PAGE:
This is too sweet a story to not share.

It’s easy to dehumanize politicians — including President Barack Obama — but those with massive power over our lives are still at the mercy of their own human insecurities and desires. Like anyone, they want to love and be loved.

The humanity of Richard Nixon, whose imperturbable façade most people associate with the scandal that brought him down, is on full display in the dozens of love letters he wrote to his bride. Six of those letters will be unveiled Friday at the Richard Nixon Presidential Library and Museum as part of an exhibit to celebrate the 100th birthday of Patricia Ryan Nixon.

In Nixon’s letters, he recalls their first meeting in flowery prose, daydreams about their future together and waxes poetic about the first time his “dearest heart” agreed to take a drive with him.

“Every day and every night I want to see you and be with you. Yet I have no feeling of selfish ownership or jealousy,” he writes in one undated letter. “Let’s go for a long ride Sunday; let’s go to the mountains weekends; let’s read books in front of fires; most of all, let’s really grow together and find the happiness we know is ours.”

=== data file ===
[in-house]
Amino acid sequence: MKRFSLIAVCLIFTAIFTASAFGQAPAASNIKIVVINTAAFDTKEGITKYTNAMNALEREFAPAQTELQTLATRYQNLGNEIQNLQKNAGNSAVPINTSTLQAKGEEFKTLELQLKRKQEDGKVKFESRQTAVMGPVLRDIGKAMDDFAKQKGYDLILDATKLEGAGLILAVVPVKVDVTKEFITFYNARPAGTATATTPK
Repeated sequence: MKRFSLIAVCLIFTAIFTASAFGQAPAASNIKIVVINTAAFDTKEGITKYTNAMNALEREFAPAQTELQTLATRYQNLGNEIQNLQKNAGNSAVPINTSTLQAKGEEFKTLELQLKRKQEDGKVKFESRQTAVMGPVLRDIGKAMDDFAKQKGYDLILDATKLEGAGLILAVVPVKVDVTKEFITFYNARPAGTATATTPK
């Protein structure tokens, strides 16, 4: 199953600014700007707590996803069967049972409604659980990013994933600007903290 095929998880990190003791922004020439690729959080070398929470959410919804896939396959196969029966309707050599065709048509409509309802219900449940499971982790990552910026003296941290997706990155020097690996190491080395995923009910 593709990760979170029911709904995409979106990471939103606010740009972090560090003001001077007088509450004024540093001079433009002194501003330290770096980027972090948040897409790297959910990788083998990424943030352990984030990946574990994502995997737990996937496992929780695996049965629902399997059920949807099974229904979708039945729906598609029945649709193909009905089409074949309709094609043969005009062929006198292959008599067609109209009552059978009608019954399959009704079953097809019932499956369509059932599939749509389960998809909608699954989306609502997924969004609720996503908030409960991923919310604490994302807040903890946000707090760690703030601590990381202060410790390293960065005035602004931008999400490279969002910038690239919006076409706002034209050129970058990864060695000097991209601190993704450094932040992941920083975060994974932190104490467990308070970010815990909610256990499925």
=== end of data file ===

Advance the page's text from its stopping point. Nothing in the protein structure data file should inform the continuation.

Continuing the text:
Eighteen years after his death, the correspondence offers a tiny window into a fiercely private side of Nixon that almost no one ever saw and represents a love letter of sorts to fans of the 37th president, who were infuriated when the National Archives took over the museum and overhauled it to include a detailed chronicle of Watergate.

“These letters are fabulous. It’s a totally different person from the Watergate tapes that people know. President Nixon started out as an idealistic young man ready to conquer the world, and with Pat Ryan he knew he could do it. There’s a lot of hope, there’s a lot of tenderness, and it’s very poetic,” said Olivia Anastasiadis, supervisory museum curator.

The old-fashioned part of me also can’t help but lament the increasingly lost art of letter-writing. Handwritten, tangible and typically more thoughtful if for no other reason than that they take longer to compose than an e-mail, letters seem to contain a piece of the person who wrote them more than any electronic form of communication. In an exhibit to honor a future first lady, will a museum display “love tweets”? Perhaps — but, unless a future president is particularly witty, who will care to read them?